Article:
1. Spectacular blog Lisa!

    As I read the description of falling in-love and is commonalities with drug use, I thought back to meeting my hubbie almost 20 years ago. He really knocked my socks (and other garments) off! Falling in-love with him was one of the most emotionally intense experiences of my life and I'm no emotional shrinking violet.

    But I had forgotten love's intensity and just recently completed "Blind Fury" by British crime/thriller writer Lynda La Plante. In this fabulous book, the protagonist, Anna, falls very quickly in love. So quickly--and the boyfriends seemed so PERFECT--that I suspected he was the sought-after serial killer for about 100 pages and Anna was being conned.

    But now that I read your blog, I see she was just crazy in love.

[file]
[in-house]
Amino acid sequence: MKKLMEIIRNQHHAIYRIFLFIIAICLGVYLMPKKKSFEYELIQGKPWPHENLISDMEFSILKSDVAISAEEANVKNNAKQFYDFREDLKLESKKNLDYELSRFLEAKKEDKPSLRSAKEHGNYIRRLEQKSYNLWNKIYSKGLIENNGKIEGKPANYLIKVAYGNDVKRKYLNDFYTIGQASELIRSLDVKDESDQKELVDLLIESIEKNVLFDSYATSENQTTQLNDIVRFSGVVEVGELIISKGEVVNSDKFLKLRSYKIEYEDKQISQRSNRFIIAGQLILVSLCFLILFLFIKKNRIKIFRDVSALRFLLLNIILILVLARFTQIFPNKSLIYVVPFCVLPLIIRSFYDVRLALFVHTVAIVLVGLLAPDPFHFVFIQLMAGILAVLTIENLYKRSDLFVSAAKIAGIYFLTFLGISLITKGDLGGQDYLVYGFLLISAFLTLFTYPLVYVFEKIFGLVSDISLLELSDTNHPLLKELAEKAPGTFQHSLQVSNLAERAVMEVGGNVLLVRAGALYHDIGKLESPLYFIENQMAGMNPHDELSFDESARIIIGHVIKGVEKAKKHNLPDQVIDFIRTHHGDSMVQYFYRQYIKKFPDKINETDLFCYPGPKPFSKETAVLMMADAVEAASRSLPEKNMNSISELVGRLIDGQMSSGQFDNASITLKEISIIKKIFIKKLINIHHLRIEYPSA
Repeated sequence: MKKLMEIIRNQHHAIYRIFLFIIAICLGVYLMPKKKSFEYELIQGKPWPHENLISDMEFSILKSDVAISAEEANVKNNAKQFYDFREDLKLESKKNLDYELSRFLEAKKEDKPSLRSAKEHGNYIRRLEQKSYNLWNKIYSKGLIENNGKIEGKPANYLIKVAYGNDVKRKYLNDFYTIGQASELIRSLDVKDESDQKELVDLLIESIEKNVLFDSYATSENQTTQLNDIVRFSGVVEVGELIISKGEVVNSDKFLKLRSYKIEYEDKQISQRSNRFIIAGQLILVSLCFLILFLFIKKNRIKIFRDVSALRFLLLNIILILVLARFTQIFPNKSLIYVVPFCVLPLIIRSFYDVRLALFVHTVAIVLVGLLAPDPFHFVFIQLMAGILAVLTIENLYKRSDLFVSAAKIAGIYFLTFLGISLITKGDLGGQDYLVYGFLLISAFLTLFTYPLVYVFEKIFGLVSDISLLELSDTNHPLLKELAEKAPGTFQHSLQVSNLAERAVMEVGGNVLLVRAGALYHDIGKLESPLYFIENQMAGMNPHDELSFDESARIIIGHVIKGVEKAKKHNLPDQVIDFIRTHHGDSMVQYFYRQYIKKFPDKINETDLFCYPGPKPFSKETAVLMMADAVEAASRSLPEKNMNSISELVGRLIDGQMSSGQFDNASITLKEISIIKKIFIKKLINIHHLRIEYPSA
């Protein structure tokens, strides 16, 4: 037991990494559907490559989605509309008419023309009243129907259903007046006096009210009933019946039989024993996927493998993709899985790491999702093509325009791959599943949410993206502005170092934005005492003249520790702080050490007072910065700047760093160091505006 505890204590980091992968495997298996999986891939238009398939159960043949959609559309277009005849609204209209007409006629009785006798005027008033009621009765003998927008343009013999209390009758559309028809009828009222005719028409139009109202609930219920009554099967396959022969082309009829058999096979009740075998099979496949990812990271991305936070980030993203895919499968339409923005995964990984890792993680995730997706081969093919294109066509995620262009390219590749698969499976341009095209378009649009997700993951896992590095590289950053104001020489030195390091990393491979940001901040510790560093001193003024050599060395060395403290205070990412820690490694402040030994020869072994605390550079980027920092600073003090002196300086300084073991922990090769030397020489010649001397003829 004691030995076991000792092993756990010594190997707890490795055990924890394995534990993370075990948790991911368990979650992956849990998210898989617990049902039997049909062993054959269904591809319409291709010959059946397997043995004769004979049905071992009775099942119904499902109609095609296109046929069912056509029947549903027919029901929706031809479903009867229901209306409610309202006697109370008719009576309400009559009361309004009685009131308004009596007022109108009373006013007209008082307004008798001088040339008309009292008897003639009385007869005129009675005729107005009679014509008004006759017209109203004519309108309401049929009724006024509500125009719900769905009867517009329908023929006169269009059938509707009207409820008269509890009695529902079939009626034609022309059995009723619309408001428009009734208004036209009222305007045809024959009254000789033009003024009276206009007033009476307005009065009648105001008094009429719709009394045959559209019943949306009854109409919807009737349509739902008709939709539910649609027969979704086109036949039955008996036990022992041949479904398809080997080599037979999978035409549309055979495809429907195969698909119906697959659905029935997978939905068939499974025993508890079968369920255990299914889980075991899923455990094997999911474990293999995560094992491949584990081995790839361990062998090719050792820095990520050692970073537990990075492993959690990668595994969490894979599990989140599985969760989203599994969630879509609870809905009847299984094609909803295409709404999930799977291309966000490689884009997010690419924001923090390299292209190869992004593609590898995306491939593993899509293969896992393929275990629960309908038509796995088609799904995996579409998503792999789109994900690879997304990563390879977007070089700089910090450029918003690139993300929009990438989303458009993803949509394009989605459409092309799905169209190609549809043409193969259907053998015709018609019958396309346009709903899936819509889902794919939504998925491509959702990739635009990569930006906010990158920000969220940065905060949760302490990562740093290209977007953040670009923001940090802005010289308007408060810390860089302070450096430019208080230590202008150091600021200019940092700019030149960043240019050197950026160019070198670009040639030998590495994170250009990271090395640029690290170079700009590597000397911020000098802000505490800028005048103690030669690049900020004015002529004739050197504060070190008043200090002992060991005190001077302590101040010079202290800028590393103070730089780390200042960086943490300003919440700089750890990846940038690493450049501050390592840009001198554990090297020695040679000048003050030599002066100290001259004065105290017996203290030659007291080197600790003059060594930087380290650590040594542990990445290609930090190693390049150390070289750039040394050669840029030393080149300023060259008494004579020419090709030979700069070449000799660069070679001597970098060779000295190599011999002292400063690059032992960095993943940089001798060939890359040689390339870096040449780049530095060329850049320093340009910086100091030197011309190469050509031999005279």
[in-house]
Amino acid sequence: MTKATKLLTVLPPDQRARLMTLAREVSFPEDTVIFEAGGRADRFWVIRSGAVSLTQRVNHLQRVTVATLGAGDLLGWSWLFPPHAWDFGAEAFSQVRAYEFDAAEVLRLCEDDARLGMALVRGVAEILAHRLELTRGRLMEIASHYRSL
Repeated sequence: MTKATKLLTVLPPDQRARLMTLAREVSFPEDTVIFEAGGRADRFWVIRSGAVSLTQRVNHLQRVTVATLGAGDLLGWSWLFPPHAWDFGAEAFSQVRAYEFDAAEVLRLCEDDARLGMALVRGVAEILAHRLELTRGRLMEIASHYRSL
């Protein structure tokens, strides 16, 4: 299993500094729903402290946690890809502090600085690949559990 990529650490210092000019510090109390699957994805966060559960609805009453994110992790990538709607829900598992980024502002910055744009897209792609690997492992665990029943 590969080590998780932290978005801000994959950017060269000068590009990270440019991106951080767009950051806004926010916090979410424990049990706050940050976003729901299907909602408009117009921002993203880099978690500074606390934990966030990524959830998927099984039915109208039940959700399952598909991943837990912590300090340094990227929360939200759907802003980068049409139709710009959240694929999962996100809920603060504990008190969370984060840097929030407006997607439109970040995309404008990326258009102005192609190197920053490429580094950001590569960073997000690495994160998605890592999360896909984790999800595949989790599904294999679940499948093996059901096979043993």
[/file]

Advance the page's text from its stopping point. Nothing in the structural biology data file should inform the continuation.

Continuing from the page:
Thank you for reminding me of love's emotional high.


  2. Thank you for your comment, Shellie. It is an intense time. You really do go a little crazy. According to the book, it's part of the bonding process. When you move from the gotta-be-with-each-other stage into the more calm, committed stage, you are actually using different circuitry in your brain from the falling in love circuitry. Scientists think this is to enable the couple to have children and have the capability to make room for the child. If you are intensely involved with each other, you may not take care of the child as well.